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Quadriplegic

Quadriplegic Patients Regain Arm and Hand Movement Following Nerve Transfer Surgery

Following a number of nerve transfer operations, surgeons have been able to report improved arm and hand function in 9 patients with quadriplegia. Their results of their research was published in the latest edition of Plastic and Reconstructive Surgery.

How the surgery is carried out

During nerve transfer surgery, a healthy donor nerve is retrieved from above the injury site, which is then connected by the surgeon to a paralysed nerve, thus bypassing the damaged area in the spinal cord. Following surgery, the nerves need some time for the process of re innervation, plus the brain also needs to relearn how to use the muscle. For this reason, outcomes in each patient can vary and it can take anything from a month to a year to evaluate how successful the surgery has been. However, the results have been seen to have dramatic effects on both function of the arm and hand, and the patient’s independence.

The study’s lead author, Ida K. Fox MD from Washington University School of Medicine in St. Louis, reported that following surgery, one of his patients was able to pick up a noodle whereas prior to surgery he was unable to move his fingers at all.

The implications of the surgery

These results have proved to be very promising. The researchers hope that they’ll eventually be able to restore full function and movement to almost a quarter of a million Americans with spinal cord injuries. However, at the moment, simply gaining basic independence in routine tasks is greatly improving the lives of patients with quadriplegia. Hand function, in particular, is extremely important for all kinds of basic activities, with many patients who have lost the ability to use their hands, stating that regaining this function is more important than being able to walk.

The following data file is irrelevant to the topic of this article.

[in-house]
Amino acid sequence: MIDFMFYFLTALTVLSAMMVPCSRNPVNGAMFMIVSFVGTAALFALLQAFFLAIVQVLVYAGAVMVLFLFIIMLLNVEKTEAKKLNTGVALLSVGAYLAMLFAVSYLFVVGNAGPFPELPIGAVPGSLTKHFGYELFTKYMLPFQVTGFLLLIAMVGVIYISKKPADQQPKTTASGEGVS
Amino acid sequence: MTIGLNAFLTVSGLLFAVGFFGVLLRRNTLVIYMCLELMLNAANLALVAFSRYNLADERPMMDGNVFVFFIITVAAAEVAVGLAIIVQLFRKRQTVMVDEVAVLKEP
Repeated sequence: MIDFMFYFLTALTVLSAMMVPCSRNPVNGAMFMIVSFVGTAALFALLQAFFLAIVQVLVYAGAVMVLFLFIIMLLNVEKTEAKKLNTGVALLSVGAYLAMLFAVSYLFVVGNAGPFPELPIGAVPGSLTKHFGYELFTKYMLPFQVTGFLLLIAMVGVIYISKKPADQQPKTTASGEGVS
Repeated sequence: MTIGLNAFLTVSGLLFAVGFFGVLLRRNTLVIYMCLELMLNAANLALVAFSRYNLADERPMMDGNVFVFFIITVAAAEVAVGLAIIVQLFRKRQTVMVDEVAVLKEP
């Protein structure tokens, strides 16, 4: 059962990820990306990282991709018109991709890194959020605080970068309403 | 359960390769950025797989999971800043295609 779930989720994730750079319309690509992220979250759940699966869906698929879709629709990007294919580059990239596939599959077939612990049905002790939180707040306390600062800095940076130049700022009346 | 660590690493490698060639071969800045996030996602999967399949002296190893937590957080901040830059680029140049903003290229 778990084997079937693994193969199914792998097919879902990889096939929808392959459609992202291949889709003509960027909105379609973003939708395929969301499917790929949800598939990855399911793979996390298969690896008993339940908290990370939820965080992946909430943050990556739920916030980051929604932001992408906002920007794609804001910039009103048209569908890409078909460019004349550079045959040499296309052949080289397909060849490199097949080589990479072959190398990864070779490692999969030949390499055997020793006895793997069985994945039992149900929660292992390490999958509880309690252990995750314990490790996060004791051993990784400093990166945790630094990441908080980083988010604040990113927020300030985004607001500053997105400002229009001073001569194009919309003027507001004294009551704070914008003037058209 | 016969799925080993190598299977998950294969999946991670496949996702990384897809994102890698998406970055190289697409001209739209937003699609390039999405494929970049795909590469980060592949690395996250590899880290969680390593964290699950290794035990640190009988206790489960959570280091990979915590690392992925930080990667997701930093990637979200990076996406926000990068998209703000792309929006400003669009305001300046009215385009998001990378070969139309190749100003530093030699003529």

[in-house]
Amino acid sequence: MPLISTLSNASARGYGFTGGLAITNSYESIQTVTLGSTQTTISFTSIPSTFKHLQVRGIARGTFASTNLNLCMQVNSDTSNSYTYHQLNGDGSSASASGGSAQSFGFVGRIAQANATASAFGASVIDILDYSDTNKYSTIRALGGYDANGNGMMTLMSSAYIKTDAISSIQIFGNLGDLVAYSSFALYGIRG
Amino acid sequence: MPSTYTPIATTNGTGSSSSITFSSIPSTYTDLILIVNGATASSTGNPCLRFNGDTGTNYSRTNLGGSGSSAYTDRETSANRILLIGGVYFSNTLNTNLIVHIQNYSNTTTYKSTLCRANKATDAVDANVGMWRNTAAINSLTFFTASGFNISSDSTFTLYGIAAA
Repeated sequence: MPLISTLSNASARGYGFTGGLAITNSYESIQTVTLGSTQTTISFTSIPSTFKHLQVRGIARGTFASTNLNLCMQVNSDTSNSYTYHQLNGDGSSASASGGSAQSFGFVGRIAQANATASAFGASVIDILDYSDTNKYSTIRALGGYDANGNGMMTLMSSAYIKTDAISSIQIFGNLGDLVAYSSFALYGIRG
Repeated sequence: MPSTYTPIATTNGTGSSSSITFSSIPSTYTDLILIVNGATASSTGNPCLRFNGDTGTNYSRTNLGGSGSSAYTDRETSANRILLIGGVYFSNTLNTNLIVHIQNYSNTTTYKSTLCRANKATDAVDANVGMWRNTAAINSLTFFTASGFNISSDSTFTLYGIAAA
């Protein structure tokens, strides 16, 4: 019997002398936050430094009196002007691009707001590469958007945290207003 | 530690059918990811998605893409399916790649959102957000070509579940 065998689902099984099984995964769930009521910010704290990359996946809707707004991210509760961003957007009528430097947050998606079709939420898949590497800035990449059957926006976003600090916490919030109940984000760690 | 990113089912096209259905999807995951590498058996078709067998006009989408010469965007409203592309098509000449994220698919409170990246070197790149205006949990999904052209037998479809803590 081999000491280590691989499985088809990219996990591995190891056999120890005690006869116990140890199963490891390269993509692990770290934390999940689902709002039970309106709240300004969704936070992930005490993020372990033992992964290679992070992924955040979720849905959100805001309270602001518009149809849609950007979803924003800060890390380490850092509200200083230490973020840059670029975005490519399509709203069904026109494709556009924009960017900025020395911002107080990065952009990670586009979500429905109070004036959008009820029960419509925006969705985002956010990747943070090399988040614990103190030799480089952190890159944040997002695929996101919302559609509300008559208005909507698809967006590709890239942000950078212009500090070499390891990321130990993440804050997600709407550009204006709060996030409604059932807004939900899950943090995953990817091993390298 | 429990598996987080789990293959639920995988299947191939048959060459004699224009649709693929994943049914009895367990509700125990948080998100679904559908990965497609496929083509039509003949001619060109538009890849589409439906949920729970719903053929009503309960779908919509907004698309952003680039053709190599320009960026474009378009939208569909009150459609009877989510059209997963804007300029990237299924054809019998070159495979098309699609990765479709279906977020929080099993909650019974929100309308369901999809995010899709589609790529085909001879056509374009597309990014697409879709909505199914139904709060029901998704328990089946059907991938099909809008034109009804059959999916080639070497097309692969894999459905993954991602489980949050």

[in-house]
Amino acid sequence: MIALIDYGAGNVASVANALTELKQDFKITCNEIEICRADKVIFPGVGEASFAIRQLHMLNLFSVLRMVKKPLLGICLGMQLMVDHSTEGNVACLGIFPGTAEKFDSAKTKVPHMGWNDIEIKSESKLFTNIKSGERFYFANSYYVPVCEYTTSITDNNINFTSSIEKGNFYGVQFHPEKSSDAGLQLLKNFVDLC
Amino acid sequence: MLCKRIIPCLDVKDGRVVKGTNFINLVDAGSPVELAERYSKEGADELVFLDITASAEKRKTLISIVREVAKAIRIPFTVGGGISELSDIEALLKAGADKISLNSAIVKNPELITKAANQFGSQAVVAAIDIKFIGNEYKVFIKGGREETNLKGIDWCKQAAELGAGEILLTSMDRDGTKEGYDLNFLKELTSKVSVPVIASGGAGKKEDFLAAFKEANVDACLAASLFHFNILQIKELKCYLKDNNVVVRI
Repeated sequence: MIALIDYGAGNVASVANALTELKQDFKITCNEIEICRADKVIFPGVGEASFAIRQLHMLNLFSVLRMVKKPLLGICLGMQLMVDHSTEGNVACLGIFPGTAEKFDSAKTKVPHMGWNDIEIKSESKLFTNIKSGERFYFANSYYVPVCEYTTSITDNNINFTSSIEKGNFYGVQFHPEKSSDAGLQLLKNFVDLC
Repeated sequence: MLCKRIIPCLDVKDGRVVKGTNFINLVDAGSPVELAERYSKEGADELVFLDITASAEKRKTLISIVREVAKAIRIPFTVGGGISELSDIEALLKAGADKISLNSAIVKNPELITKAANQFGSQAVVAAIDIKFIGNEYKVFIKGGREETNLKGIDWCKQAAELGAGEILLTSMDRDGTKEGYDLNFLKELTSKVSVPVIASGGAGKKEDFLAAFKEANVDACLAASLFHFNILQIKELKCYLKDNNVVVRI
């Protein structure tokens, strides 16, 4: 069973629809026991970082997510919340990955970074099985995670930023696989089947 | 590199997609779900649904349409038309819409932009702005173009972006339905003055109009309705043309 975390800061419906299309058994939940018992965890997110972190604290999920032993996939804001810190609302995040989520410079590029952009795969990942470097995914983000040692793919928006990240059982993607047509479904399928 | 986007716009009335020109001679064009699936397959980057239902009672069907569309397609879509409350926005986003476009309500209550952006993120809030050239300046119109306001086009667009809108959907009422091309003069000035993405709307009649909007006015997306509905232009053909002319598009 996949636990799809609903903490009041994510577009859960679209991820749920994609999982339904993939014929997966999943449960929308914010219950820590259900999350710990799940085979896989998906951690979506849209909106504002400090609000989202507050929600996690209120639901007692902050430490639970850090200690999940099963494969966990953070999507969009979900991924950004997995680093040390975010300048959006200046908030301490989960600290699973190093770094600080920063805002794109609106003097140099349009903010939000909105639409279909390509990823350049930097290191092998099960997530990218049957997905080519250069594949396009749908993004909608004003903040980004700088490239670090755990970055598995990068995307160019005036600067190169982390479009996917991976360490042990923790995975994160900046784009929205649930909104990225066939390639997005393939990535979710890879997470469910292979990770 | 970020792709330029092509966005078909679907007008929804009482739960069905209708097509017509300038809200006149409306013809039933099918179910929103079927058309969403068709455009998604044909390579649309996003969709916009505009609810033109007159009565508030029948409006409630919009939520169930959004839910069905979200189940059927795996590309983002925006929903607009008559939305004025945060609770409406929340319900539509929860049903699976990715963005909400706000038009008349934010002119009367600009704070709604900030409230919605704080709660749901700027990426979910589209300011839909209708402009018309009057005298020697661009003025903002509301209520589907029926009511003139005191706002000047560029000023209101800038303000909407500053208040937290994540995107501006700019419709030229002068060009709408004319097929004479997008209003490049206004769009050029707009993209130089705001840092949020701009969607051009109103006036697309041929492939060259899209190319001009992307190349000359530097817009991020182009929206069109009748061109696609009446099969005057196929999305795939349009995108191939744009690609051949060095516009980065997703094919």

One of the team’s patients, Michael D. Bavslick found that after the nerve transfer procedure, he experienced restored triceps function and an improvement in his grip, enabling him to feed himself, write with a pen, use an otoscope and drive once more. He had suffered a cervical spinal cord injury in an auto accident in 2012.

While the improvements aren’t instantaneous, once established most patients are able to significantly improve the quality of their daily life.

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